But on the streetcar line, the point isn't really about improving speed, says Giambrone.

"No stops (on the St. Clair line) were removed, unlike the new LRT routes, which actually double or triple the space between stops. That's where you begin to pick up speed,'' he explains.

Buses and streetcars average about 18 km/h; subway trains about 32 km/h. Transit City's light rail cars are expected to hit a happy medium of 24 km/h.

Before construction, the entire St. Clair line served 32,000 passengers a day. It took about 30 minutes to ride from end to end.

The dedicated line won't shave many minutes off that, the TTC admits, but with cars out of the way it will take the guesswork out of travelling. Another streetcar will be always be along soon.

"It's like the old adage: there's always a car in sight on Spadina,'' Giambrone says, referring to the Spadina streetcar right-of-way, which opened in 1997.

The Spadina line went through the same growing pains as St. Clair, but 12 years out, ridership has "almost doubled'' and there's a huge increase in reliability, Giambrone argues. "Three or four years from now, things will be good on St. Clair."

Rider Alan Madras, 50, a computer programmer, says that despite some bugs in the design he already finds the streetcar between the St. Clair West subway and Yonge quite convenient.

Councillor Joe Mihevc got an earful from irate residents and businesses during the 2006 election, when construction had left the stretch in his area – from Bathurst close to Oakwood – looking like a war zone. But he still won that vote handily, in what he calls a referendum on the right-of-way.

"If I'd lost here (Ward 21, St. Paul's), Transit City would not be happening,'' Mihevc now says.

Still, there's widespread grumbling. Delays have added $10 million to the TTC's overall cost for the project – it's now at $75 million, transit commission staff say. One reason is that buses are running along unfinished sections, which carry half as many passengers as streetcars. That means higher costs for fuel and wages.

Mihevc says work on that stretch was slowed significantly because other infrastructure projects – replacing water mains and old gas pipes, burying hydro lines – were piggybacked on the work.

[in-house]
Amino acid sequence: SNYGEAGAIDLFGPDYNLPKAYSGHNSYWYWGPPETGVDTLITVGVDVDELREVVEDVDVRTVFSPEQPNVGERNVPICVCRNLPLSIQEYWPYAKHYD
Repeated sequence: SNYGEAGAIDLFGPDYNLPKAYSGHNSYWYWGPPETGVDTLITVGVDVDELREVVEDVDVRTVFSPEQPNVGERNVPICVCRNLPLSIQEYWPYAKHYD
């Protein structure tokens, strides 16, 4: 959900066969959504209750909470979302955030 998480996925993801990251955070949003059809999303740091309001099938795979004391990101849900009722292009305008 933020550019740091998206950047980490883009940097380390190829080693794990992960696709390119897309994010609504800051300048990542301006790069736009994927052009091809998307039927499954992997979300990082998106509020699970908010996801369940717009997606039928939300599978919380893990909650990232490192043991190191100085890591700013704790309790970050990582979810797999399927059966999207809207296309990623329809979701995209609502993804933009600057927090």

Toronto's fire department also expressed safety concerns about the right of way in an internal report last year that described it as unusable for emergency response, and "without doubt unsafe."

Trucks, it said, would smash into the central power traction poles or suffer damaged tires on the curbs, with the width of the pavement only 6 metres instead of the usual 9.

But Fire Chief Bill Stewart downplayed the report, giving the line a thumbs-up.

TTC staff say city repairs to roads and sidewalks will create a consistent height between the road and right-of-way and better allow movement on and off the line for emergency vehicles. Minor fixes in key areas near some side streets will also improve access.

But critics like Jeff Gillan, executive director of the Corso Italia BIA, which represents businesses near Dufferin and St. Clair, say the project is a great example of how not to build transit.

"The city was incompetent in managing this project. There's no reason for it to have taken this long,'' he says.

He believes about 50 businesses in his BIA, which represents about 200 in all, went down due to the construction. Though many have been replaced, about a half-dozen or so vacancies remain.

He's also annoyed no new Green-P parking lots were built in his area as part of the project.

Meanwhile, there will be five new parking lots when work in Mihevc's portion is complete, where before there was zero off-street parking.
__________________
Hong Kong Photo Gallery - Click Here for the Hong Kong Galleries

World Photo Gallery - | St. Petersburg, Russia | Pyongyang | Tokyo | Istanbul | Dubai | Shanghai | Mumbai | Bangkok | Sydney

New York, London, Prague, Iceland, Rocky Mountains, Angkor Wat, Sri Lanka, Poland, Myanmar, and much more!
hkskyline no está en línea   Reply With Quote


Reply

Thread Tools

Posting Rules
You may not post new threads
You may not post replies
You may not post attachments
You may not edit your posts

BB code is On
Smilies are On
[IMG] code is On
HTML code is Off

Related topics on SkyscraperCity


All times are GMT +2. The time now is 09:09 AM.


Powered by vBulletin® Version 3.8.11 Beta 4
Copyright ©2000 - 2018, vBulletin Solutions Inc.
Feedback Buttons provided by Advanced Post Thanks / Like (Pro) - vBulletin Mods & Addons Copyright © 2018 DragonByte Technologies Ltd.

vBulletin Optimisation provided by vB Optimise (Pro) - vBulletin Mods & Addons Copyright © 2018 DragonByte Technologies Ltd.

SkyscraperCity ☆ In Urbanity We trust ☆ about us | privacy policy | DMCA policy

tech management by Sysprosium